A little something about me: last fall, I applied to a handful of creative writing MFA programs. These programs are highly competitive. Most programs consist of 20-25 spots (or less) and receive anywhere from 500-1500 applications. Acceptance is almost entirely based on a creative manuscript.
I didn’t get in to any of the programs. I spent the month of April crying on my living room floor.
The only perk of the arduous application/rejection process was that I remained on the mailing lists for some of the colleges. This is how I found out about the Distinguished Writers Series at Hunter College. After drying a trail of tears every time an email came in, I realized that Hunter had some well-known writers coming to speak. The talks are free and open to the public; you just have to email the administrator to make a reservation. I couldn’t pass up an opportunity to see some of these writers, so I signed up for a few of the talks this fall.
The first up was Eve Ensler. I was familiar with Ensler from my college days because she wrote The Vagina Monologues. If you think this play is just about vaginas, you are mistaken. Rather, it uses the concept as a vehicle to talk about many aspects of the female experience such as sexuality, gender roles, rape and assault, birth, and puberty. I was a member of the Women’s Action Coalition in college, and they put on The Vagina Monologues every year. I never had the guts to act in it, but I always went to the performances. It’s a really fabulous play. The episodes are, in turn, informative, sad, and hilarious.
In addition to being a writer, Ensler has been a tireless activist working with women who have been abused. She started the V-Day movement which uses money raised from performances of The Vagina Monologues to fund causes to end violence against women. It is usually performed around Valentine’s Day each year. And since Valentine’s Day sucks, I think using that “holiday” to bring awareness to such an important cause is an awesome idea. More recently, she created the One Billion Rising campaign to promote justice and equality for women. I’m not too familiar with this new campaign, but all the college girls cheered loudly whenever Ensler mentioned it. Hooray for college feminists!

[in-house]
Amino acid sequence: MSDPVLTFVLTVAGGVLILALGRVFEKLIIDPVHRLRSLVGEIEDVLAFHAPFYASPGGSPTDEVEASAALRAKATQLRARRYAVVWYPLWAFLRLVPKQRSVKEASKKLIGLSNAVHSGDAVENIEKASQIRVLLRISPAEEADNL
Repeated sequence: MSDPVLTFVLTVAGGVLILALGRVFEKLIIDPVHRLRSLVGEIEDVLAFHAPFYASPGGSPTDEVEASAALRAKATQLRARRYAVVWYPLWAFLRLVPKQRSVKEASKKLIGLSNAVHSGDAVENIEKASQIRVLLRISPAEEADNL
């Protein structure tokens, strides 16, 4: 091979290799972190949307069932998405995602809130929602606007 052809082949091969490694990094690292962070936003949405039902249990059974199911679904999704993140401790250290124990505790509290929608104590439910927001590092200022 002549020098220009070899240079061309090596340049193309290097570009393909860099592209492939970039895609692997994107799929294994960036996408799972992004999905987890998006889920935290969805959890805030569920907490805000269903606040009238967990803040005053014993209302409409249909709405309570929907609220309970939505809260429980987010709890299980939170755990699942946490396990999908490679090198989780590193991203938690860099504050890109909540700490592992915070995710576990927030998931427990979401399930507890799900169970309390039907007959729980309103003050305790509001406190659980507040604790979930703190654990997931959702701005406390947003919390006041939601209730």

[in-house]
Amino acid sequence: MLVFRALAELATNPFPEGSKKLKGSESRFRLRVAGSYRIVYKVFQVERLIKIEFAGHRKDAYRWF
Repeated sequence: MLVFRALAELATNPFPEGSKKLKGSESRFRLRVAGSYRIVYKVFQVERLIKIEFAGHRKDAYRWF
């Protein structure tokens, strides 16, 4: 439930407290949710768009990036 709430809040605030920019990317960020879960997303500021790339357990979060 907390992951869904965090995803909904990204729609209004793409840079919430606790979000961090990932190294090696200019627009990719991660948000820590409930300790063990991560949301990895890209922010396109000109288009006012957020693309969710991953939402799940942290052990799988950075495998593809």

At the talk, Ensler talked about her recent work in the Congo, where she heard stories that were so shocking and horrifying that she thought even more deeply about violence towards the female body. She also spoke about how perpetrators of this violence use rape and other means of abuse to disassociate women from their bodies, using a divide and conquer methodology.
Most of Ensler’s work focuses on the female body – talking about it, what is done to it, associating oneself with it, protecting it, and what this all means to women. Her new memoir, In the Body of the World, chronicles her experience with cancer. Her illness, along with her work in the Congo, helped her to connect with her body and realize her previous disassociation from it (she was abused as a child).
During the talk, Ensler read three excerpts from the memoir and answered questions from the audience. She was youthful, energetic, passionate, and a great speaker. She was also funny when the moments called for it, but very serious when talking about her beliefs and work. It was also a treat, for me, to be in a college environment and listen to words like ‘patriarchy,’ which I haven’t heard since college. I reserved the memoir from the library this week and I’m really looking forward to reading it.